Two leading Congressional opponents of public-private partnership (PPP) agreements for transportation have backed off earlier criticisms in a June position paper.
The new paper, from U.S. House Transportation and Infrastructure Committee Chairman Rep. James Oberstar (D-MN) and Highway and Transit Subcommittee Chairman Rep. Peter DeFazio (D-OR), drops earlier threats of possibly undoing state PPP agreements. The paper does, however, confirm the congressmen’s concern that states not undermine opportunities for federal pork projects.
In a May 10 letter sent to governors, state legislators, and state transportation officials, Oberstar and DeFazio had warned against “rushing” into public-private partnerships and threatened, “The Committee will work to undo any state PPP agreements that do not fully protect the public interest and the integrity of the national system.”
The bluntly phrased warning stunned state officials and caused an uproar within the transportation community.
In their June paper, the two powerful lawmakers concede, “under the right circumstances and conditions, public-private partnerships (PPPs) can lead to more efficient and effective construction, management, operation and maintenance of transportation facilities.”
But they added, “where private financing is involved, PPPs can supplement– but not provide a substitute for– public investments in transportation improvements.”
They offered no suggestions as to where the needed additional public funds might come from.
The paper takes the form of a series of recommendations addressed to state transportation agencies and state legislatures. They deal with concerns often expressed by the two congressmen, such as protecting the public from “unreasonably high toll rates and excessive profits”; prohibiting non-compete clauses; avoiding excessively long terms of PPP concessions that “severely limit the ability of future state and local governments to make rational decisions to adapt to changing circumstances”; providing relief from high tolls to low-income drivers; and prohibiting unsolicited PPP proposals “which may undercut or circumvent the planning process or distort open, competitive procurement.”
The final recommendation, titled “Preserving an Integrated National Surface Transportation System,” confirms, perhaps inadvertently, what many observers think is the principal reason for the congressmen’s negative view of public-private partnerships.
The recommendation states PPPs should be pursued only with vigorous federal oversight.
“Unless appropriate planning and public interest protections are incorporated into the procedures of implementing PPPs,” the recommendation says, “these transactions could stimulate and accelerate the devolution of the federal program to the states.”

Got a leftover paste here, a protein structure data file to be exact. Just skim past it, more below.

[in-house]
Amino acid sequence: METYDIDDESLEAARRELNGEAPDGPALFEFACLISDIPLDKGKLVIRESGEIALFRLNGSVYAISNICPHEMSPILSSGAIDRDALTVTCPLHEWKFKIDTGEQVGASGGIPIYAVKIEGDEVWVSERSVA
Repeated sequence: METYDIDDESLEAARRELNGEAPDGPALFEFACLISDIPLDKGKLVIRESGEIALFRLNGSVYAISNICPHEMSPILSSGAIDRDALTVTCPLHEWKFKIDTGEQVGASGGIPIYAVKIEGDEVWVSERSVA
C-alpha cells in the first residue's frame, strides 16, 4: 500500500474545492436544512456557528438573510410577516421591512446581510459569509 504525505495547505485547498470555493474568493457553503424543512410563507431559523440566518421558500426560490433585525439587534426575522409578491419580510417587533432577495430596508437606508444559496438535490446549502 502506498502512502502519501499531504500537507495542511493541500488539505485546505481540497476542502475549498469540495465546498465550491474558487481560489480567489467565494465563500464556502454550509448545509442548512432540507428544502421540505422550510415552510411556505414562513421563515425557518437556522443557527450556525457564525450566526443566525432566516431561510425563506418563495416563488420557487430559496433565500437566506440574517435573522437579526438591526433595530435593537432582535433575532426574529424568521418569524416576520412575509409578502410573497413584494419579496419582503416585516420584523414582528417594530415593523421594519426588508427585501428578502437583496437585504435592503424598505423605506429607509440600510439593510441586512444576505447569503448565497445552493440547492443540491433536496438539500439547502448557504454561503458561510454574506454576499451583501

One seasoned observer of the congressional scene remarked to this author, “Behind all the high-sounding sentiments about ‘preserving the public interest’ lies congressional fear of losing control, power and leverage over the highway program, including the power to earmark funds for local pork barrel projects” as states–through public-private partnerships–assume a dominant role in funding new highway infrastructure, making federal funds less important.
Reaction to Oberstar’s and DeFazio’s May 10 letter was swift and pointed.
“State officials do not need to be warned by U.S. congressmen against signing agreements that are not in the public interest. They make their own judgments of what agreements are in the best interest of their publics. … Federal legislators’ role is to legislate, not to attempt to undo state contracts legitimately entered into,” wrote Robert Poole, director of transportation studies at the Reason Foundation, and Peter Samuel, senior fellow at the Reason Foundation and publisher of TollRoadsNews.com, in a strongly worded commentary posted at the organization’s Web site on May 22.
On May 16 Matthew Brouillette, president of the Pennsylvania-based Commonwealth Foundation, issued a statement in which he said, “What happened to federalism? How or why should Congress step in and prevent the states from making their own decisions regarding transportation and infrastructure needs?”
Pennsylvania Gov. Ed Rendell (D) has been working to lease the Pennsylvania Turnpike. His communications director, Doug Rohanna, responded to the letter with this statement:
“The letter warns against rushing into any deal. We have not rushed in. We have done the opposite. We are taking our time. We are looking at all options and the Governor insists that any solution to the Transportation crisis must be in the best interest of the taxpayers and the driving public.
“The Governor’s goal for this effort mirrors their stated goals–any effort to raise funds for transportation should protect the public interest. What their letter does not address are the ways in which other alternatives could be worse than any of the solutions that involve the turnpike.”
The U.S. Department of Transportation, which came under special criticism from Oberstar and DeFazio for “rushing” to embrace PPPs and drafting model legislation intended to encourage states to adopt PPPs, had no official comment.
For more information …
“Public Interest Concerns of Public-Private Partnerships,” written by House Transportation and Infrastructure Committee Chairman James Oberstar (D-MN) and Highway and Transit Subcommittee Chairman Rep. Peter DeFazio (D-OR), U.S. House of Representatives, is available through PolicyBot™, The Heartland Institute’s free online research database. Point your Web browser to http://www.policybot.org and search for document #21563.
The earlier letter to governors and other state officials by Oberstar and DeFazio is also available through PolicyBot™. Search for document #21564.
“Federal Interference in State Highway Public-Private Partnerships Is Unwarranted: A Response to Oberstar and DeFazio,” by Robert Poole and Peter Samuel, http://www.reason.org/commentaries/poole_20070522.shtml